Additional bias stabilization and improved high gain are provided by means of feedback resistor 170 connected from the emitter of transistor 130 to base 118 of transistor 120. As previously indicated, one feature of this invention is the variable sensitivity adjustment for differential amplifier 22 whereby the output represents a percentage of a predetermined critical level. To this end,

there is provided the novel feedback control circuit 30.

Control is provided by means of a voltage-divider network including a first section 172I of a dual potentiometer 174, and a fixed resistor 176. Arm 178 of potentiometer section 172 is connected by a feedback network including resistor 180 and DC blocking capacitor 182 to base 118 of transistor 120. As may be understood, if the open loop gain of amplifier 22 is sufiiciently high, then the overall gain of the closed loop will be determined by the ratio of the feedback resistance, which depends in part on the position of arm 178 of potentiometer 172, and by the imput resistance, here determined primarily by the value of resistor 114.

Thus, it may be seen that the output signals appearing on leads 26 and 28 will be equally displaced from the DC operating level, 180 degrees out of phase, the actual level being determined by the setting of potentiometer section 172.

Referring now to FIGURE 3, the signals appearing on leads 26 and 28 provide the input to full-wave detector 32. These signals are fed through suitable coupling capacitors 184 and 186 to the base terminals 188 and 190 of transistors 192 and 194, which serve as rectifying current amplifiers. Thus, the AC input signal is converted into a corresponding time varying DC signal whose value is proportional to the integral of the output of velocity pickup 12.

Transistors 192 and 194 are DC biased by means of a pair of voltage dividers including resistor 196 and resistors 197 and 198, respectively. Emitters 202 and 204 of transistors 192 and 194, respectively, are connected through an integrating circuit comprised of resistor 206 and capacitor 208 to base 210 of transistor 212 which cooperates with direct coupled transistor 214 to form a dual stage output amplifier for detector 32.

As may be seen, transistors 192 and 194 are of the NPN type, in order to provide a positive output. Therefore, detector 32 preferably includes a dual stage output amplifier including PNP transistor 212 in order to compensate for temperature variations in the operating characteristics of transistors 192 and 194.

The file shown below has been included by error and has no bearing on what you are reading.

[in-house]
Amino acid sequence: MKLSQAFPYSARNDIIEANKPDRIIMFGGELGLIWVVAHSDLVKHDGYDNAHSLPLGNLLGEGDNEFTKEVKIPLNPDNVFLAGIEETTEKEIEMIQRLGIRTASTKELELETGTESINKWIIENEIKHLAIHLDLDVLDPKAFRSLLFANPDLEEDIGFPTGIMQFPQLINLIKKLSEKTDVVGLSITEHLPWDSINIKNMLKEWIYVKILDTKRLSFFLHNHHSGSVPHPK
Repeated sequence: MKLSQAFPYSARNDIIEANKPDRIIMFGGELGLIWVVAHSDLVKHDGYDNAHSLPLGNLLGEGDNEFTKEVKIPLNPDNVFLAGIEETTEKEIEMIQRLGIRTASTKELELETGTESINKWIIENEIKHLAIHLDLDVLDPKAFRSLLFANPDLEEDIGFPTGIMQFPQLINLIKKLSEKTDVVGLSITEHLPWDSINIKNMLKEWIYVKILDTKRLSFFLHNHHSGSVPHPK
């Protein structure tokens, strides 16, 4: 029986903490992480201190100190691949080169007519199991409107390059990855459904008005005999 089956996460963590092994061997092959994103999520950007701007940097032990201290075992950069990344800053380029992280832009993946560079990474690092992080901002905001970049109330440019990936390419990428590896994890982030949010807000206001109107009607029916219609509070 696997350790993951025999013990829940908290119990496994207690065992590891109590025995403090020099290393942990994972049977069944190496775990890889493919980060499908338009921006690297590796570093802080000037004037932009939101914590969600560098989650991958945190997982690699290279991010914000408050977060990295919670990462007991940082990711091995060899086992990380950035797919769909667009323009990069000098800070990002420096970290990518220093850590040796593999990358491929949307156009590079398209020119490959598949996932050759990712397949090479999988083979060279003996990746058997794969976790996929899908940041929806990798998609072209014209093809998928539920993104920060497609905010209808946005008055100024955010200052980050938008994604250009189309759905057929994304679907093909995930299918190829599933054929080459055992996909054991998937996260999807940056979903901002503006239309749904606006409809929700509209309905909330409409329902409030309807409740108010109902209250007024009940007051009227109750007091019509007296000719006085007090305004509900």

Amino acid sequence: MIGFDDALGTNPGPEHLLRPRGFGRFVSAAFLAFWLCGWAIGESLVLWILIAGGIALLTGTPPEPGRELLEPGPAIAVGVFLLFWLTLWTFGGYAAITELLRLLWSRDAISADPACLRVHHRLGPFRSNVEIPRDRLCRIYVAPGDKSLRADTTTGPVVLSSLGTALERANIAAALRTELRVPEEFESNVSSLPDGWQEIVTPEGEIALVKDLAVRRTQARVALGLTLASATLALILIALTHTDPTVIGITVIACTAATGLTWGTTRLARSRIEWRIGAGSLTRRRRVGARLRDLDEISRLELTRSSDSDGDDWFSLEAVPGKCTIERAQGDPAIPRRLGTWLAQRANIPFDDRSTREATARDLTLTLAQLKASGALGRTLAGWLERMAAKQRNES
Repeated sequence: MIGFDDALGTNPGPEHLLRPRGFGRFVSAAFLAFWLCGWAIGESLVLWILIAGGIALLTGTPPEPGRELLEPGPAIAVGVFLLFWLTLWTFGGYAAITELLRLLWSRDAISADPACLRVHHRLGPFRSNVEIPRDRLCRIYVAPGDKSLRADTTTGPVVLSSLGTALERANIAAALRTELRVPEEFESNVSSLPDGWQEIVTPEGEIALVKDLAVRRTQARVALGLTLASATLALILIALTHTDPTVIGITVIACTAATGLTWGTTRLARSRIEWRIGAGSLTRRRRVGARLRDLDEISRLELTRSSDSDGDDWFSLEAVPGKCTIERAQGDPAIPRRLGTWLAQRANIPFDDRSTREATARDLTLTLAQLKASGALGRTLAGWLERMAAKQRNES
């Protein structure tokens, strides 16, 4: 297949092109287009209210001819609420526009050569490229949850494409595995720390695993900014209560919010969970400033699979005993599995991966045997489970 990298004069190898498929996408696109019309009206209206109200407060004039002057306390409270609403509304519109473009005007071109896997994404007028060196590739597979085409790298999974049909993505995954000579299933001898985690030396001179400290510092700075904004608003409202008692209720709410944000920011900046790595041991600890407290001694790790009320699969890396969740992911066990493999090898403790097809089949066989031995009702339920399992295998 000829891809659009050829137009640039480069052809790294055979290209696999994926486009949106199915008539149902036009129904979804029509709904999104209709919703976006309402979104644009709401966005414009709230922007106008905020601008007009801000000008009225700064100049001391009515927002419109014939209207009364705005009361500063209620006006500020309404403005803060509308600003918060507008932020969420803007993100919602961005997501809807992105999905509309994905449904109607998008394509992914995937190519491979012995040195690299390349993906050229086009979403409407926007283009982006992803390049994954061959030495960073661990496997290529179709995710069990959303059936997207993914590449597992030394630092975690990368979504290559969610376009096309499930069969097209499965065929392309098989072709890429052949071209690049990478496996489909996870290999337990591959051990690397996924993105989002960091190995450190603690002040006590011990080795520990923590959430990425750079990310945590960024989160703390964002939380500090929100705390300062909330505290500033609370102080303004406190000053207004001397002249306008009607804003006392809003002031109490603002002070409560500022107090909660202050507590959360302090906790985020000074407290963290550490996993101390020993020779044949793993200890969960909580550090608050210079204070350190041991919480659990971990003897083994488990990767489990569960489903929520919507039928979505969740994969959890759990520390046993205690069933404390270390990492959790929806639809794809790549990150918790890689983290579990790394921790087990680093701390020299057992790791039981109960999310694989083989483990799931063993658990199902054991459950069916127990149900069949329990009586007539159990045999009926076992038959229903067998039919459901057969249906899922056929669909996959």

As previously discussed, it is often desirable that the detector circuit 32 be readily adaptable for response either to the peak value or the average or dominant mode of the monitored vibration. In the present configuration, this adaptability can be readily accomplished by appropriate adjustment of the values of resistors 206 and 216. In particular, when it is desired that detector 32 operate as a peak value, detector resistor 206 is selected to be extremely small and resistor 216 is made relatively large. Accordingly, capacitor 208 and resistor 206 serve as an integrating network with an extremely short time constant so that the voltage across capacitor 208 follows positive peak variations in the voltage appearing at the emitter terminals of transistors 192 and 194.

On the other hand, if it is desired that the detector respond only to the dominant one of a plurality of sensed vibration modes, resistor 206 is made relatively large, while resistor 216 is made fairly small. The integrating network 206-208 then has a longer time constant, whereby the voltage across capacitor 208 is a true representation of the dominant mode of vibration. Thus, while it is preferable that detector 32 normally operate as an average detector, it may easily be adapted to operate as a peak detector if desired. In fact, suitable switching means may be provided to facilitate conversion of the detector response.

As noted above, the sensitivity variation effected by feedback network 30 results in a signal appearing at the output of detector 32 representative of a percentage of the level at which an alarm is to be provided. For example, the circuitry may be arranged so that an output of ten volts from detector 32 will be sufficient to operate limit sensor 40 to initiate an alarm signal. Therefore, if an alarm is to be given when the vibration level reaches 0.03 inch, potentiometer 172 in feedback network 30 is so adjusted that an output from pickup 12 corresponding to 0.03 inch displacement will provide a detector output of ten volts. If the pickup signal corresponds to a displacement of 0.015 inch, the detector output will be equal to five volts. Thus, an immediate record of the instantaneous percentage of the critical vibration level sensed by transducer 12 may be obtained merely by connecting the detetcor output on lead 48 to a suitably calibrated meter, in which a ten-volt signal will cause a reading of percent.